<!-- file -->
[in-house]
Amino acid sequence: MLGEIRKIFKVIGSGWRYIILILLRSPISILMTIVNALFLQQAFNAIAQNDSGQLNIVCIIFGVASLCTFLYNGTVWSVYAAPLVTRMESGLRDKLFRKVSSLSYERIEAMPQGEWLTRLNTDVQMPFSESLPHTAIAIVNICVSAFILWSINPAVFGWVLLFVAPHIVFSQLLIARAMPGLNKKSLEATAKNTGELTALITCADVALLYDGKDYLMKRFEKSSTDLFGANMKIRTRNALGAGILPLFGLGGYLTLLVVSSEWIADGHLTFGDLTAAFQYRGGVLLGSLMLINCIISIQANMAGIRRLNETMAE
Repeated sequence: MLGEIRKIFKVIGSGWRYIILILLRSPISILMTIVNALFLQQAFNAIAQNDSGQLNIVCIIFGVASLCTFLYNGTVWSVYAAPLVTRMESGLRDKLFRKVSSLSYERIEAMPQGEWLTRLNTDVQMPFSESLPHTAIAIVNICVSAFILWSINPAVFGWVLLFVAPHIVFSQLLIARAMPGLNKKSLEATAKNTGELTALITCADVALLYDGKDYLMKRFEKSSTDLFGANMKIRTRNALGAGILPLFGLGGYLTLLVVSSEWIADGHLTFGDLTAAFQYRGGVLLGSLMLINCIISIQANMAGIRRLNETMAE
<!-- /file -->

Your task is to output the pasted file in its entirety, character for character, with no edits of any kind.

[in-house]
Amino acid sequence: MLGEIRKIFKVIGSGWRYIILILLRSPISILMTIVNALFLQQAFNAIAQNDSGQLNIVCIIFGVASLCTFLYNGTVWSVYAAPLVTRMESGLRDKLFRKVSSLSYERIEAMPQGEWLTRLNTDVQMPFSESLPHTAIAIVNICVSAFILWSINPAVFGWVLLFVAPHIVFSQLLIARAMPGLNKKSLEATAKNTGELTALITCADVALLYDGKDYLMKRFEKSSTDLFGANMKIRTRNALGAGILPLFGLGGYLTLLVVSSEWIADGHLTFGDLTAAFQYRGGVLLGSLMLINCIISIQANMAGIRRLNETMAE
Repeated sequence: MLGEIRKIFKVIGSGWRYIILILLRSPISILMTIVNALFLQQAFNAIAQNDSGQLNIVCIIFGVASLCTFLYNGTVWSVYAAPLVTRMESGLRDKLFRKVSSLSYERIEAMPQGEWLTRLNTDVQMPFSESLPHTAIAIVNICVSAFILWSINPAVFGWVLLFVAPHIVFSQLLIARAMPGLNKKSLEATAKNTGELTALITCADVALLYDGKDYLMKRFEKSSTDLFGANMKIRTRNALGAGILPLFGLGGYLTLLVVSSEWIADGHLTFGDLTAAFQYRGGVLLGSLMLINCIISIQANMAGIRRLNETMAE